Welder, comedian, Hollywood star, celebrated artist… The life story of Billy Connolly has been a real page turner. Here, he talks about love, loss and landing on his feet

A fostered-off schoolboy going nowhere fast, turned apprentice welder on the Clyde. A welder turned regionally popular musician. A musician turned nationally popular comic. A comic turned Hollywood actor and an actor turned New York artist, then a retiree who’s recently been muttering his memoirs into a recording device in the Florida Keys… Billy Connolly has already been through one or two big transitions in his life. Perhaps it’s no surprise that the 78-year-old, who has been ill with Parkinson’s for some time, can face up to the next transition (the last one) with such a playful disposition. If he ever finds himself brooding on death, Connolly confesses, when we chat one autumn morning, he will shake along his wrist a little bracelet made out of small, plastic skulls. He wears the bracelet most days now. And in his mind, Connolly says, the skulls represent death. But (twist!) they have all been cast in bright, jolly colours. “I find that takes the scare away.”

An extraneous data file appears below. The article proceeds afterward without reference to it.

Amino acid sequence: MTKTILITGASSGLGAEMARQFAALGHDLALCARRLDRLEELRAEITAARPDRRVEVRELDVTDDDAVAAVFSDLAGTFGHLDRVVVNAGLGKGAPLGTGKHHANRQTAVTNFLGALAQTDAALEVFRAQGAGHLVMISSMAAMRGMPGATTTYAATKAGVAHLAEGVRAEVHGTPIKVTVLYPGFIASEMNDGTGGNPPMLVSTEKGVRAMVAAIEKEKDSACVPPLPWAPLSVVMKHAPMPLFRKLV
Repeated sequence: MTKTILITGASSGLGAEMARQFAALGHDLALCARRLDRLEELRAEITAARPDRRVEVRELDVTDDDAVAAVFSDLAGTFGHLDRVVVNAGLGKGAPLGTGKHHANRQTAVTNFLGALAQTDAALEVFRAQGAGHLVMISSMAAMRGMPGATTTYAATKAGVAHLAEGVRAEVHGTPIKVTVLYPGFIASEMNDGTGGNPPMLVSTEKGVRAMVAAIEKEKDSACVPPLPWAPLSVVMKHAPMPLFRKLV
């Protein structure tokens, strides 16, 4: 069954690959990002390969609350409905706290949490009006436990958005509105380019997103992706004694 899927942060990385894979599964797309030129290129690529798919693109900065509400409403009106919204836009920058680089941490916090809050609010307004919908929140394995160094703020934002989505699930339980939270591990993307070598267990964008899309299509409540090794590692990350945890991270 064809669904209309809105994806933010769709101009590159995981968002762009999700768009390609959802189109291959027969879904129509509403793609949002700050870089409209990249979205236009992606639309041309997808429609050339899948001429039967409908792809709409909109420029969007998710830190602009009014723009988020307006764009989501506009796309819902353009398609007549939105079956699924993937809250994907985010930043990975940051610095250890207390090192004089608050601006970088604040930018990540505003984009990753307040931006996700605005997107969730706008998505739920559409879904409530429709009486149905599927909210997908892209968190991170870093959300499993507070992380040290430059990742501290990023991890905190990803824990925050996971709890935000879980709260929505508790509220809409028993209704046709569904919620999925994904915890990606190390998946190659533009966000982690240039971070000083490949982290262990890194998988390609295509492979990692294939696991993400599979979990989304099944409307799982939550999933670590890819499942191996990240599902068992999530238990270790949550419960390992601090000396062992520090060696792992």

It has just turned 11.30am in the Keys. Connolly says that he wasn’t very long out of bed when he left the home he shares with his wife, Pamela Stephenson, and walked to a neighbouring house belonging to one of their daughters. There, in a quiet and well-lit room that he uses as an art studio, he plugged his hearing aids into a specially equipped computer and logged on to Zoom for our chat. He sits forward in an easy chair now, explaining that it will take some getting out of, this chair, when he’s done. Lots of rocking and jerking, he guesses, until he’s upright. But he’ll face that problem when he gets to it. “What works on a Monday, to get you out of a chair, doesn’t always work by Wednesday. It can be a cruel disease.”

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